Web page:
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Ocean Survey Spacecraft Arrives at Launch Site
04.30.08
 
OSTM being taken off plane The Ocean Surface Topography Mission/Jason-2 spacecraft arrives at Vandenberg Air Force Base, Calif., following its trans-Atlantic flight from France. Image courtesy: NASA
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PASADENA, Calif. – A NASA and French Space Agency (CNES) spacecraft designed to continue a long-term survey of Earth's oceans has arrived at Vandenberg Air Force Base, Calif., for final launch preparations. The new satellite will study ocean circulation and the effect oceans have on weather, climate and how Earth is responding to global climate change.

The Ocean Surface Topography Mission, called OSTM for short, will be flown on the Jason-2 spacecraft, which was transported on April 24 from its manufacturer, Thales Alenia Space, in Cannes, France, to Toulouse, France. It was loaded onto a Boeing 747 aircraft for its trans-Atlantic journey and after refueling in Boston, it arrived April 29 at Vandenberg Air Force Base. Following final tests, it will be integrated onto a United Launch Alliance Delta II launch vehicle in preparation for a planned launch in June.

With the launch of this satellite, the science of precisely measuring and studying the height of the sea surface across Earth's oceans will come of age. Continuous collection of these measurements began in 1992 with the NASA/CNES Topex/Poseidon mission and continued in 2001 with NASA/CNES's Jason-1 mission, which is currently providing near-real-time data to a variety of users. The addition of the National Oceanic and Atmospheric Administration (NOAA) and the European Organization for the Exploitation of Meteorological Satellites (EUMETSAT) as partners on OSTM/Jason-2 begins transitioning the responsibility for collecting these data to weather and climate forecasting agencies, which will use them for short-range and seasonal-to-long-range ocean forecasting.

The 15-plus-year climate data record that this mission will continue is the only one capable of addressing how ocean circulation is linked to climate change and how global sea level, one of the most important consequences and indicators of global climate change, is changing.

Satellite observations of Earth's oceans have revolutionized our understanding of global climate by improving ocean models and hurricane forecasts, and identifying and tracking large ocean/atmosphere phenomena such as El Niño and La Niña. The data are used every day in applications as diverse as, for example, routing ships, improving the safety and efficiency of offshore industry operations, managing fisheries and tracking marine mammals.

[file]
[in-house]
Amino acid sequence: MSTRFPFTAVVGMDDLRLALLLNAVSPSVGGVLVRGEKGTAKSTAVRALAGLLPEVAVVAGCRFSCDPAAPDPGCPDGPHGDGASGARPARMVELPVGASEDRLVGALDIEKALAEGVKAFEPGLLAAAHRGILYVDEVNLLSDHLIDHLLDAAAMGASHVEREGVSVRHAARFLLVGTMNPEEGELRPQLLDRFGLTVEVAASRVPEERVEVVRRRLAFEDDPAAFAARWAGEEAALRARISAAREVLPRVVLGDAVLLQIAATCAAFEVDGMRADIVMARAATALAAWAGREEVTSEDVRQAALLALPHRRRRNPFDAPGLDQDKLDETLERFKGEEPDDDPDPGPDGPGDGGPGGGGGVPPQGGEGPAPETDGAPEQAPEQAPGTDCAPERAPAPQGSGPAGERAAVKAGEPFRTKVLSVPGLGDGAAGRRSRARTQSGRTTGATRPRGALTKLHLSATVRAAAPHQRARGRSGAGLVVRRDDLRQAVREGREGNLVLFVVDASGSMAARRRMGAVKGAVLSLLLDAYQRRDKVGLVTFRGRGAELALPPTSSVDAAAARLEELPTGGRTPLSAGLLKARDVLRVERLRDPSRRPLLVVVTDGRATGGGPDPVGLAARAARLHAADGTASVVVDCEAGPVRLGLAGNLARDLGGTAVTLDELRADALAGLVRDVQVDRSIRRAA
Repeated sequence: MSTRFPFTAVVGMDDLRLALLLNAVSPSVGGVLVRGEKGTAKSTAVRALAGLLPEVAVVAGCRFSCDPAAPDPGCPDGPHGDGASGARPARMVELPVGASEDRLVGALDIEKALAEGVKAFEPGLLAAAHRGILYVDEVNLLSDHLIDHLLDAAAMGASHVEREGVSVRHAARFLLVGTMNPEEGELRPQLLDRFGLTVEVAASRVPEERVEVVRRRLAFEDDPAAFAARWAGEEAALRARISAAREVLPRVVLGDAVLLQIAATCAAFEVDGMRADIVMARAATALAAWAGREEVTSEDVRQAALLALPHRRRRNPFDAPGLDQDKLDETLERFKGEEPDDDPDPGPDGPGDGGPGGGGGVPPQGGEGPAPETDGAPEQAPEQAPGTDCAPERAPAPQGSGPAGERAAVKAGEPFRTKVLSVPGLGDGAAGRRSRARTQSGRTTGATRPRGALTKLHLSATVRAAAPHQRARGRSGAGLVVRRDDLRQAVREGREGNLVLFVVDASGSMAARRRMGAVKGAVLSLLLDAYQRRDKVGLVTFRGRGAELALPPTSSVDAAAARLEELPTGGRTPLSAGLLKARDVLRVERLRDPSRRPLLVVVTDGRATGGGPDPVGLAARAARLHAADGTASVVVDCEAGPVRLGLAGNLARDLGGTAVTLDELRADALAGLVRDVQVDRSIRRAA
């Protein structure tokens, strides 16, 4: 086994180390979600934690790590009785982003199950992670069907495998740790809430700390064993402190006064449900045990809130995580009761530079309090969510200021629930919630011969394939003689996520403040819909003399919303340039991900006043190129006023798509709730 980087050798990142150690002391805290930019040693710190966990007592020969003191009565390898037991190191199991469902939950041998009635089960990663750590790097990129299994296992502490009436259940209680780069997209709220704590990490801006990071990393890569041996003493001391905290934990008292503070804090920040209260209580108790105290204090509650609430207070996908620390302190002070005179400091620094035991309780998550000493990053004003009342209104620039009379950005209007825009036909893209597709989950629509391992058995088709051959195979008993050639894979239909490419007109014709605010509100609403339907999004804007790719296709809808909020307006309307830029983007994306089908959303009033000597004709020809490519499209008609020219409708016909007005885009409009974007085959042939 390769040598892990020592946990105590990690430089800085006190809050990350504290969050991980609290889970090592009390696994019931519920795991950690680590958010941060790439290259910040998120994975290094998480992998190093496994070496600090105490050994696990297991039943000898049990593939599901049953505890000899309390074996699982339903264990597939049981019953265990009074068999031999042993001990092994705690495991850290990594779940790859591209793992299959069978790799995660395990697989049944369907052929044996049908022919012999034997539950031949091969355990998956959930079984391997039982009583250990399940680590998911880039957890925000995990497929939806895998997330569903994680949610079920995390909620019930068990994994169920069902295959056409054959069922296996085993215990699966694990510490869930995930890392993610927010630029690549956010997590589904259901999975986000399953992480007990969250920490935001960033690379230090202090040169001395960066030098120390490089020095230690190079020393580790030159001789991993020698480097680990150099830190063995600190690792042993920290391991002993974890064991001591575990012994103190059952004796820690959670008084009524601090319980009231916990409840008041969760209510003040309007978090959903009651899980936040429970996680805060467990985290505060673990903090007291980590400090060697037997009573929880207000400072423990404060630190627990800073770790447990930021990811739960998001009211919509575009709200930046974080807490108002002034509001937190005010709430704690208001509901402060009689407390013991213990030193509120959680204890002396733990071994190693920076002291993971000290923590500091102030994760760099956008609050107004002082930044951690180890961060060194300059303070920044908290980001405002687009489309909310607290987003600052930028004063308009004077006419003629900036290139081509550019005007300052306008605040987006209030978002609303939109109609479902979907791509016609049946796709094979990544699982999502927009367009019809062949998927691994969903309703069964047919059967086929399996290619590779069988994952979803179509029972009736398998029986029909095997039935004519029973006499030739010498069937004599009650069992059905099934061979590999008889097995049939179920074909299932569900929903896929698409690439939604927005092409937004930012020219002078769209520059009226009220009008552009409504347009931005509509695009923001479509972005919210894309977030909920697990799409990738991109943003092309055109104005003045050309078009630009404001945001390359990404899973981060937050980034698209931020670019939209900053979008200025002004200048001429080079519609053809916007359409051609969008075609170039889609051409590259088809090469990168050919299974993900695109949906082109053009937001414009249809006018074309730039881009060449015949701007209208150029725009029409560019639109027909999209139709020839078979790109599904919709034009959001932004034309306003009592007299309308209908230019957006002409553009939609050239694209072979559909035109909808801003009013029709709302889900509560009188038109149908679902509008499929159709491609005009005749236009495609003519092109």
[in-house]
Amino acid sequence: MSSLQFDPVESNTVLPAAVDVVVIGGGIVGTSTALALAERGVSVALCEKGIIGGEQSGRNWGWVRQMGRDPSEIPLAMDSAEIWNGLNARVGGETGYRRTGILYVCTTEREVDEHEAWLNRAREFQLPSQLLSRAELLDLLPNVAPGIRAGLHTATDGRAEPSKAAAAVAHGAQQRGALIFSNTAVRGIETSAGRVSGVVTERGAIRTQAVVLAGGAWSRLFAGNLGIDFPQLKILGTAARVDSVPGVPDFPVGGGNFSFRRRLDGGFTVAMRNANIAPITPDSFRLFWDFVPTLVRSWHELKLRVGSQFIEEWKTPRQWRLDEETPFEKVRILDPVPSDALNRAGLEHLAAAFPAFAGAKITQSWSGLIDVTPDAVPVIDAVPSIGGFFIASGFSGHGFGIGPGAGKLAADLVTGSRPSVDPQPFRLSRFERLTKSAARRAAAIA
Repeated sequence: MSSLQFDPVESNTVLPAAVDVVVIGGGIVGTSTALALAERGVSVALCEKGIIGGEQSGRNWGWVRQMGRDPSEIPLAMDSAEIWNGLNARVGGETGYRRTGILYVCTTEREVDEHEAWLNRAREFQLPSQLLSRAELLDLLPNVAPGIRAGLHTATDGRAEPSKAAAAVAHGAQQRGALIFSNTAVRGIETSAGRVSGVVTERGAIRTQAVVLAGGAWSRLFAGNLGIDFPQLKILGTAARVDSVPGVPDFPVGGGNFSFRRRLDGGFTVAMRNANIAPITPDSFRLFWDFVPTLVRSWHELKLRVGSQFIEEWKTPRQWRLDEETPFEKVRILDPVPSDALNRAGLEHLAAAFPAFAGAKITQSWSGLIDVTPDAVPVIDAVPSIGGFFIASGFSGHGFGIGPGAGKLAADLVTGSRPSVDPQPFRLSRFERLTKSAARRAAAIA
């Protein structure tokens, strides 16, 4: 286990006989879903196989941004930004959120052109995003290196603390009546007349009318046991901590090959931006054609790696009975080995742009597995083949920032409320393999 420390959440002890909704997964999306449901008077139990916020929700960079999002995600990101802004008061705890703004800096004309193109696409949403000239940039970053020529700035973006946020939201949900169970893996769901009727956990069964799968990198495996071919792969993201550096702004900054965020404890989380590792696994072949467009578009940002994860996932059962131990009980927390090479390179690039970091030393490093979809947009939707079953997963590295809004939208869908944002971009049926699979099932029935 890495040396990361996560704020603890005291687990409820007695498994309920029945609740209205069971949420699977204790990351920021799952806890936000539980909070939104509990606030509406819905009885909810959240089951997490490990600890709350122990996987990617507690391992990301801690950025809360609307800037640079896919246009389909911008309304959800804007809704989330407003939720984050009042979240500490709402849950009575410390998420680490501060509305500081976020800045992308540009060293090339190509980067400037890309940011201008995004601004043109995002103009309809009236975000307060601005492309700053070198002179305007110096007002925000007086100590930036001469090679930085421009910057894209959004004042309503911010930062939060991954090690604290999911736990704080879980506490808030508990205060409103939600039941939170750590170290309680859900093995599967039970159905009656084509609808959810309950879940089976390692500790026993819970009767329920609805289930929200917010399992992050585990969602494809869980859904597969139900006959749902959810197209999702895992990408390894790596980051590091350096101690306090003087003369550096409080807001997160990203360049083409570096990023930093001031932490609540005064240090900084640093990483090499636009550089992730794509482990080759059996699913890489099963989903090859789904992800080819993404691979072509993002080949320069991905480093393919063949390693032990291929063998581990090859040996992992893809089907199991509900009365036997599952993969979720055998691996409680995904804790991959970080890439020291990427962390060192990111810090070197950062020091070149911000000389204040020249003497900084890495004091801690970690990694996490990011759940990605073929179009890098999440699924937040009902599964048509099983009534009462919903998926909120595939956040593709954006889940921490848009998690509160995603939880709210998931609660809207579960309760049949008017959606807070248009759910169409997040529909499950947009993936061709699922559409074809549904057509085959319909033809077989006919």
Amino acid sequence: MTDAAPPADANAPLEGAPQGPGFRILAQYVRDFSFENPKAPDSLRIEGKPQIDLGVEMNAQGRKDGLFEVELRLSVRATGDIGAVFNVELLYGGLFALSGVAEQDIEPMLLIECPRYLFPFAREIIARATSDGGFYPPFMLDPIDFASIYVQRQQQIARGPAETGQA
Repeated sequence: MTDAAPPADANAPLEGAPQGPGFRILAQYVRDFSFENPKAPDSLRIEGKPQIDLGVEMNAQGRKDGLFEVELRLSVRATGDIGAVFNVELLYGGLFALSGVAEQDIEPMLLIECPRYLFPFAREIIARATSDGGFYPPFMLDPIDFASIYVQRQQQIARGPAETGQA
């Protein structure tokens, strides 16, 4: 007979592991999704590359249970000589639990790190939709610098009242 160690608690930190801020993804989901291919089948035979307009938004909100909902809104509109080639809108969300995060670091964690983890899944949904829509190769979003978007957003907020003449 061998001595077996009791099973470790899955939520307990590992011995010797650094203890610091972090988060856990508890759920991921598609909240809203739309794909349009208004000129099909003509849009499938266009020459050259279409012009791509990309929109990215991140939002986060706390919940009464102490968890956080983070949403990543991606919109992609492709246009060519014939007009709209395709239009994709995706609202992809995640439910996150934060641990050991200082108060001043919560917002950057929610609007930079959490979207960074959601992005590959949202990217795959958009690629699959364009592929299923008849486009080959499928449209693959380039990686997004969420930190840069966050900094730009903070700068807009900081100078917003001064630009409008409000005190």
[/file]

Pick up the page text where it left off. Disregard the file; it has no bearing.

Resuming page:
The spacecraft will be launched into a 1,336-kilometer (830-mile) circular, non-sun-synchronous orbit at an inclination of 66 degrees to Earth's equator, allowing it to monitor 95 percent of Earth's ice-free oceans every 10 days.

The Ocean Surface Topography Mission/Jason-2 is an international and interagency mission developed and operated as a four-party collaboration among NASA; NOAA; the French Space Agency, Centre National d'Etudes Spatiales; and EUMETSAT. CNES is providing the spacecraft, NASA and CNES are jointly providing the payload instruments and NASA's Launch Services Program at the Kennedy Space Center is responsible for the launch management and countdown operations for the Delta II. After completing the on-orbit commissioning of the spacecraft, CNES will hand over operation and control of the spacecraft to NOAA. NOAA and EUMETSAT will generate the near-real-time products and distribute them to users. NASA's Jet Propulsion Laboratory, Pasadena, Calif., manages the mission for NASA's Science Mission Directorate, Washington. JPL is managed for NASA by the California Institute of Technology in Pasadena.

For more information on the Ocean Surface Topography Mission/Jason-2, visit:

http://sealevel.jpl.nasa.gov/mission/ostm.html

 
 
Media contact: Alan Buis 818-354-0474
Jet Propulsion Laboratory, Pasadena, Calif.
Alan.buis@jpl.nasa.gov

Dwayne Brown 202-358-1726
NASA Headquarters, Washington, D.C.
Dwayne.c.brown@nasa.gov

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